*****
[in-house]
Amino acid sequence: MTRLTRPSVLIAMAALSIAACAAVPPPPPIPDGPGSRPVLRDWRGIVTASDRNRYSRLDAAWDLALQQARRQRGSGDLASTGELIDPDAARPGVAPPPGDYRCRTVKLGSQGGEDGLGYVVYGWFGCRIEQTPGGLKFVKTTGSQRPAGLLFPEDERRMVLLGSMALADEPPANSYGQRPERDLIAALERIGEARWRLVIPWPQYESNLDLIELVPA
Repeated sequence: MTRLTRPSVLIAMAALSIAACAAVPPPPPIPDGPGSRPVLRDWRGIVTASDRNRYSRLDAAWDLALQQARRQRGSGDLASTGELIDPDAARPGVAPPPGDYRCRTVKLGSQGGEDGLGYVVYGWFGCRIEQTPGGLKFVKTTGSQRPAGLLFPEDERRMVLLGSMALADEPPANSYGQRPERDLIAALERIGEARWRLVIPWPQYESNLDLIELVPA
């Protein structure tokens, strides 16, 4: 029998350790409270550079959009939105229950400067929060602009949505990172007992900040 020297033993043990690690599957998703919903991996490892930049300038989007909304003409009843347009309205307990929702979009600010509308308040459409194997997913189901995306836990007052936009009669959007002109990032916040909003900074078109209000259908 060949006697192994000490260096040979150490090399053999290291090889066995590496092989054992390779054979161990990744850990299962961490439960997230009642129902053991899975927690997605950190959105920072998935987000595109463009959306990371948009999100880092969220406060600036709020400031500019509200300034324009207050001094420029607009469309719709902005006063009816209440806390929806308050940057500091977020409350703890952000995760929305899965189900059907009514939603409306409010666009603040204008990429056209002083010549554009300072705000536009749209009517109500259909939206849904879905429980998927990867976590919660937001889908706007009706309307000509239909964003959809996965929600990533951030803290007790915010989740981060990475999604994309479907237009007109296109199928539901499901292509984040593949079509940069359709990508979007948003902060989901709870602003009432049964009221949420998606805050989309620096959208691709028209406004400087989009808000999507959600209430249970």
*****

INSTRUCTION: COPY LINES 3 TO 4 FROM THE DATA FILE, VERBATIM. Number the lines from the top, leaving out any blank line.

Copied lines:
Repeated sequence: MTRLTRPSVLIAMAALSIAACAAVPPPPPIPDGPGSRPVLRDWRGIVTASDRNRYSRLDAAWDLALQQARRQRGSGDLASTGELIDPDAARPGVAPPPGDYRCRTVKLGSQGGEDGLGYVVYGWFGCRIEQTPGGLKFVKTTGSQRPAGLLFPEDERRMVLLGSMALADEPPANSYGQRPERDLIAALERIGEARWRLVIPWPQYESNLDLIELVPA
């Protein structure tokens, strides 16, 4: 029998350790409270550079959009939105229950400067929060602009949505990172007992900040 020297033993043990690690599957998703919903991996490892930049300038989007909304003409009843347009309205307990929702979009600010509308308040459409194997997913189901995306836990007052936009009669959007002109990032916040909003900074078109209000259908 060949006697192994000490260096040979150490090399053999290291090889066995590496092989054992390779054979161990990744850990299962961490439960997230009642129902053991899975927690997605950190959105920072998935987000595109463009959306990371948009999100880092969220406060600036709020400031500019509200300034324009207050001094420029607009469309719709902005006063009816209440806390929806308050940057500091977020409350703890952000995760929305899965189900059907009514939603409306409010666009603040204008990429056209002083010549554009300072705000536009749209009517109500259909939206849904879905429980998927990867976590919660937001889908706007009706309307000509239909964003959809996965929600990533951030803290007790915010989740981060990475999604994309479907237009007109296109199928539901499901292509984040593949079509940069359709990508979007948003902060989901709870602003009432049964009221949420998606805050989309620096959208691709028209406004400087989009808000999507959600209430249970």